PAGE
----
213 F2d 440 McCullough Transfer Co v. Virginia Surety Co

213 F.2d 440

70 Ohio Law Abs. 266




No. 11929.

United States Court of Appeals

Sixth Circuit.

May 27, 1954.

Charles J. Cole, Toledo, Ohio, for appellant.

Roger H. Smith, Toledo, Ohio, for appellee.

Before SIMONS, Chief Judge, MILLER, Circuit Judge, and FORD, District judge.

MILLER, Circuit Judge.

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Appellee, Virginia Surety Company, brought this action to recover from the appellant, McCullough Transfer Company, insurance premiums totalling $31,254.99, which it claimed were due and owing by the appellant under a Retrospective Premium Endorsement, forming part of a policy of motor vehicle liability insurance issued to the appellant.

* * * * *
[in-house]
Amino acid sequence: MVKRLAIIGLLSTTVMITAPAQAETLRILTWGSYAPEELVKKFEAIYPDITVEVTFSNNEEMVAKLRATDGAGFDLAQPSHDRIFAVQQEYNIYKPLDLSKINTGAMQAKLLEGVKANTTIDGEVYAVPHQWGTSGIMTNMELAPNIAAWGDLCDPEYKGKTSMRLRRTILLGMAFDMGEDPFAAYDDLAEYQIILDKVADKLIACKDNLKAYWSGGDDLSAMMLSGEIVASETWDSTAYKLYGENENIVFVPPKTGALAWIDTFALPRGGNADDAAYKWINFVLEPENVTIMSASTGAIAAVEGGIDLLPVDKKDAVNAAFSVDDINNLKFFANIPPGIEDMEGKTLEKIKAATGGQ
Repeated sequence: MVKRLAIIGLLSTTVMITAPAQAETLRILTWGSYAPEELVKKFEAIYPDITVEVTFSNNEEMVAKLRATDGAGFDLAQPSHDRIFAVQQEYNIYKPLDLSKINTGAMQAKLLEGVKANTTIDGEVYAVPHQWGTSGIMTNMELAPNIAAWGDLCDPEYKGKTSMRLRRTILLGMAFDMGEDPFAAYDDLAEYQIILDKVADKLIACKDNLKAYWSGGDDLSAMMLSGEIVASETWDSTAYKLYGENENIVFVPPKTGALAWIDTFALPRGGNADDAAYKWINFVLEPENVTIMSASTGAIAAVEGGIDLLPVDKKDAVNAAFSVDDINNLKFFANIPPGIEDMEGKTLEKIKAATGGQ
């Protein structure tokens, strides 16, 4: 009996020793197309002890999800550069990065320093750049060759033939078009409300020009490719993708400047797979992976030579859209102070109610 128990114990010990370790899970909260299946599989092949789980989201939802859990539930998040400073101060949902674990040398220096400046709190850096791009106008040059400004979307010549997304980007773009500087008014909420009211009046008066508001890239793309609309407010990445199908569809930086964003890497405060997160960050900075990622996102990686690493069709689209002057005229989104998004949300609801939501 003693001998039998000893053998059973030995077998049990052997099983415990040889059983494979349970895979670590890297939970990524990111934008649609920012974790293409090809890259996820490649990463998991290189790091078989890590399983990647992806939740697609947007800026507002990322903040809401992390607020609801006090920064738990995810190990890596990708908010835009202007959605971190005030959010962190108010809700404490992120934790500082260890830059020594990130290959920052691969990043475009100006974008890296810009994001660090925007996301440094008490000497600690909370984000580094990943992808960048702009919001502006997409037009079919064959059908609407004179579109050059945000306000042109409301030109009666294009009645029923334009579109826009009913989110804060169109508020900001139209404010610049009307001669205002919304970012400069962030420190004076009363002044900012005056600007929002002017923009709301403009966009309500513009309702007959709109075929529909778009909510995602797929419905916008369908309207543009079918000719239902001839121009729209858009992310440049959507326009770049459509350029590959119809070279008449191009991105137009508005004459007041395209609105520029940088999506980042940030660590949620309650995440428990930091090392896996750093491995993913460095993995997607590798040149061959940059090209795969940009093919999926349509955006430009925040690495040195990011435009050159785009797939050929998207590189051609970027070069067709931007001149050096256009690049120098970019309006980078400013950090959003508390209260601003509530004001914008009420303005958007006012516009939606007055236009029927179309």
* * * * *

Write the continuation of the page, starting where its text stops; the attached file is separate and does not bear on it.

Upon issuance of the policy by appellee on September 19, 1949, appellant paid $22,000 as a premium deposit and by the terms of the Retrospective Premium Endorsement, retrospective adjustments were to be made at the end of successive 6-month periods as long as the policy should remain in effect. The policy was cancelled on February 4, 1951. The complaint alleged that while the policy was in effect the premiums due by reason of the retrospective premium endorsement totalled $53,254.99, which, credited with the payment of $22,000, left an unpaid balance of $31,254.99, which the appellant refused to pay.